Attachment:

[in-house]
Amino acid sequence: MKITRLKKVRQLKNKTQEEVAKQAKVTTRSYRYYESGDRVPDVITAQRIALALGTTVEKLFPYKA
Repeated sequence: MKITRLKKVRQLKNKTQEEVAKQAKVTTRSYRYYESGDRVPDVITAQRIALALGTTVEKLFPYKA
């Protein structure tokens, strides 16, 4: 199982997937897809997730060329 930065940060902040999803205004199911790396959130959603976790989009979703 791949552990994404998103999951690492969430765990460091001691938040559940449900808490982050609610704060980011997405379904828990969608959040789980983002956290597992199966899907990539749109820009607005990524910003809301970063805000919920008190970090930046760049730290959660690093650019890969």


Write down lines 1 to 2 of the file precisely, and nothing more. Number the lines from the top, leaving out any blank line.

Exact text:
[in-house]
Amino acid sequence: MKITRLKKVRQLKNKTQEEVAKQAKVTTRSYRYYESGDRVPDVITAQRIALALGTTVEKLFPYKA